Susan Smith, editor of TFN explores the ethics of embracing citizen reporting.
Phones beep and computers flash breaking news every minute of every day and by the time the morning paper comes out, news is no longer news. What’s more, people on the scene and in the crowd are creating the news themselves just by taking out their mobile phone.
Everyone is talking about the power of citizen journalism, but so far attempts to harness this generally spontaneous force have had only limited success. If charities are to make the attempt, they must consider what it really means.
Last year was a watershed year for citizen journalism culminating with regional media company Johnston Press, owner of The Scotsman alongside 250 UK regional newspapers, announcing it is to make the majority of its photographers redundant. In future it is expected to use reader-submitted photographs to support freelance photographic content. This shift from professionally generated content may be necessary in the increasingly competitive world of news generation, but it leads to questions of quality control and ethics.
The murder of Lee Rigby by Michael Adebolajo and Michael Adebowale in Woolwich in May last year tested UK media ethics to the limit. Ten years ago, had a photographer or camera crew happened to be at scene of this atrocity, it is highly unlikely that the mainstream media would have used the images. What public benefit is served by airing the rantings of a bloody meat-cleaver wielding murderer?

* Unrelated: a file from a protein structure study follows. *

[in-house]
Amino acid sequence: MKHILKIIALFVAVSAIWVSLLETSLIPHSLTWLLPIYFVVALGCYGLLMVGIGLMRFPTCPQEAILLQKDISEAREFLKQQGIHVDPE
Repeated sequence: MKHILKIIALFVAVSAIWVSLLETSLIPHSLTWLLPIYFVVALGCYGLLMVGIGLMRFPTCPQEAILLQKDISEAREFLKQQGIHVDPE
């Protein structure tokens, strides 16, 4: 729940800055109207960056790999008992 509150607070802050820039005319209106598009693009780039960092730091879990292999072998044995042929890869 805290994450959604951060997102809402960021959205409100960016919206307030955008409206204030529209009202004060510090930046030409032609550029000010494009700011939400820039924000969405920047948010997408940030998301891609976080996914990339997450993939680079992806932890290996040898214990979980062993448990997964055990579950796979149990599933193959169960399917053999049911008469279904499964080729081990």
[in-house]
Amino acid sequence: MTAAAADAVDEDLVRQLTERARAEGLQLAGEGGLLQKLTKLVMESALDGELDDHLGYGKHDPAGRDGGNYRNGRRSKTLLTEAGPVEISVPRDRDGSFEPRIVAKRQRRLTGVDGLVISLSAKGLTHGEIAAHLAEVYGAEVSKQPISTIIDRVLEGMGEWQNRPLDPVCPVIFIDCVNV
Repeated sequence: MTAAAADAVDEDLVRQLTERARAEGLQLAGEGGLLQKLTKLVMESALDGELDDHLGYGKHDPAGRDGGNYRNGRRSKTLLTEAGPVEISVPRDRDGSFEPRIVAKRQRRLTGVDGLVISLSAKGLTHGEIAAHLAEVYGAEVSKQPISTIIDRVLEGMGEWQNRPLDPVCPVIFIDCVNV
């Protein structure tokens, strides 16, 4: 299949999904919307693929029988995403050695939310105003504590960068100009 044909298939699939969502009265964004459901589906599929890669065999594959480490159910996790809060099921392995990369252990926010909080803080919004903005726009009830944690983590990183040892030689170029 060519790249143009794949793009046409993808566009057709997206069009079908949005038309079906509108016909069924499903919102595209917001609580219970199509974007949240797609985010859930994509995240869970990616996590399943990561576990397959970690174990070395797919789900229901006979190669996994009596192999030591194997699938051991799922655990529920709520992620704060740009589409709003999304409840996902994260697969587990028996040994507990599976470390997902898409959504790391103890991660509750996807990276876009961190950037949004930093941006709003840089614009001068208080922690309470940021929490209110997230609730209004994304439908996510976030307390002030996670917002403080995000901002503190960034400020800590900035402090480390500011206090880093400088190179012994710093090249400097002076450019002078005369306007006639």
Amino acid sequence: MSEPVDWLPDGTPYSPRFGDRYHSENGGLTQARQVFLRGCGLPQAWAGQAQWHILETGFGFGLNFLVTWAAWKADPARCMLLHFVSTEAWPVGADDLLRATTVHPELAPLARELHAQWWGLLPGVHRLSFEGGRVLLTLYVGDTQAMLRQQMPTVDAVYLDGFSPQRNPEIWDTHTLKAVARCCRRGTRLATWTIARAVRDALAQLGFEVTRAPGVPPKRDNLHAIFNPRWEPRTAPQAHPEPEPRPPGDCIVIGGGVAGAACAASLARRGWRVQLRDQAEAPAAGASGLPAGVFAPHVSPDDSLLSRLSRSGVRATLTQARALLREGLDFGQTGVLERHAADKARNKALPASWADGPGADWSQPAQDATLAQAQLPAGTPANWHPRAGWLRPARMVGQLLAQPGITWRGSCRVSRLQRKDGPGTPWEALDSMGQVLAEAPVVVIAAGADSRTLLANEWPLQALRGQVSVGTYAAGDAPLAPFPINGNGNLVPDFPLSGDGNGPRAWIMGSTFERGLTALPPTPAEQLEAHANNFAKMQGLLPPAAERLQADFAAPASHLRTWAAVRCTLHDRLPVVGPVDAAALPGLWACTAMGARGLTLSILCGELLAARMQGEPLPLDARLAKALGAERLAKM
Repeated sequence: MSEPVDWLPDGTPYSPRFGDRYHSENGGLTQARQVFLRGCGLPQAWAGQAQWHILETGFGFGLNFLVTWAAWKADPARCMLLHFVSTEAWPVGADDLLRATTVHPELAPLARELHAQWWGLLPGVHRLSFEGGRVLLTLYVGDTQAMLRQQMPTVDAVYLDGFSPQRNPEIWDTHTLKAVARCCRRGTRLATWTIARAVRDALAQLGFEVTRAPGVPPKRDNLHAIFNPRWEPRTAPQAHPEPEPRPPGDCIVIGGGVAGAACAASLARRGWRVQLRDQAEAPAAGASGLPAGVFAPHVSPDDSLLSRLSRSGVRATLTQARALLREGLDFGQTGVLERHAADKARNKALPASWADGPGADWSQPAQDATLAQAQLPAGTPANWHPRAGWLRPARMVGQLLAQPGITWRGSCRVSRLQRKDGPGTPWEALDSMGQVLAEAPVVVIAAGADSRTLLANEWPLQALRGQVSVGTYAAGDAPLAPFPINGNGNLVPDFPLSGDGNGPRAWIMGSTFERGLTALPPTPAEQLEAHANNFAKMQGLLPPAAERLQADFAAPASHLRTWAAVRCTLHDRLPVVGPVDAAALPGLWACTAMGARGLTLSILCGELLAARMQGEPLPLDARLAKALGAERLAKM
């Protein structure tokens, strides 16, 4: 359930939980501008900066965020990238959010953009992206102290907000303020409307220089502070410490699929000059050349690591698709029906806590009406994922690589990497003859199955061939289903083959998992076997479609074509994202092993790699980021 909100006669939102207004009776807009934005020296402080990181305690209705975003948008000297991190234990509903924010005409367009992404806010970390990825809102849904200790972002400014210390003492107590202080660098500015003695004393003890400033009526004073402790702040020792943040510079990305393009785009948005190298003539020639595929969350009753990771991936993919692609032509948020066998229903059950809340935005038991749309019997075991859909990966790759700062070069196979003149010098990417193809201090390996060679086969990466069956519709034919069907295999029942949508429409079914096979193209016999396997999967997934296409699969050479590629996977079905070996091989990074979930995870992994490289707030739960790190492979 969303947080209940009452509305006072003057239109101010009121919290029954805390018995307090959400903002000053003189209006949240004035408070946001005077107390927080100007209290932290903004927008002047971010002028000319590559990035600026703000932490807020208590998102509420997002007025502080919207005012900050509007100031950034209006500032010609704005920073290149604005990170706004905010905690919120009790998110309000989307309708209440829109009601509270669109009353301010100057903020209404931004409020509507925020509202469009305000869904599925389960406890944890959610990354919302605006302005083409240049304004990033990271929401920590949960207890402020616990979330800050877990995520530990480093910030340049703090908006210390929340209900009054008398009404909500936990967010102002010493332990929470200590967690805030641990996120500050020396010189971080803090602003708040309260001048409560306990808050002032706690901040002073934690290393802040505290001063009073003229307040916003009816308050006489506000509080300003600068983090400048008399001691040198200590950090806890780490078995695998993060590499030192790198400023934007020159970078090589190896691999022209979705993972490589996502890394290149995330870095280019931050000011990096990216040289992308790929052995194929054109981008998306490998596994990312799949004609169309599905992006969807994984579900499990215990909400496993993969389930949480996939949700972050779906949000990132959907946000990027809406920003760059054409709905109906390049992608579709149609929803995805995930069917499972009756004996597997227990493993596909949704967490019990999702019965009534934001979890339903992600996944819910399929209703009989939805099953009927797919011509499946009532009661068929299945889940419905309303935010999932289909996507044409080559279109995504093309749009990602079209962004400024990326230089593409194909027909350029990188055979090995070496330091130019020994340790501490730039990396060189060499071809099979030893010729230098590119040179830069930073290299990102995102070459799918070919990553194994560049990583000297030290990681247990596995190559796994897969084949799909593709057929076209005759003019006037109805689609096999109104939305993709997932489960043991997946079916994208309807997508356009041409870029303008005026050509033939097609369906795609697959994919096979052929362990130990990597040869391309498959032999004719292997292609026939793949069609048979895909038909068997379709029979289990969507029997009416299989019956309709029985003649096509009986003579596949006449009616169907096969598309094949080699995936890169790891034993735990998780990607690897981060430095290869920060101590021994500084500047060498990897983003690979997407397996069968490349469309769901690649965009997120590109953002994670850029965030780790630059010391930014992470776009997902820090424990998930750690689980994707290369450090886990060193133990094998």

However, the video content taken on the scene by a no-doubt terrified witness on their phone was circulating online within a few hours, forcing the hand of the mainstream media, all of whom used the footage prominently.
Digital media provides huge potential for charities to help the communities they work.
Legal protections are also being stretched by online content. In Scotland, a publisher can be sued for printing unfounded rumours about a person, but Twitter, now the medium of breaking news, is often the home of rumour, speculation and downright lies. Following Operation Yewtree, a number of male celebrities were denounced on Twitter without any proof. A spate of teenage suicides has also led to widespread condemnation of social media sites like ask.fm for enabling bullying to a lethal level.
The challenge of channelling the potential of citizen journalism is about how we take advantage of the ease of digital communication tools in a responsible way.
London-based communication rights organisation Radar is attempting to do this on the global stage. It trains citizen reporters from the world’s most marginalised communities to text their stories of poverty, isolation and war. Importantly, Radar-employed journalists then edit and verify the stories before sending them to the mainstream media. If picked up, a proportion of the profits go back to the original reporter.
Digital media does provide huge potential for charities to help the communities they work with tell their stories and as our society becomes ever more digitally focused, finding ways to take advantage of this, whether through citizen journalism or not, will be key to social change.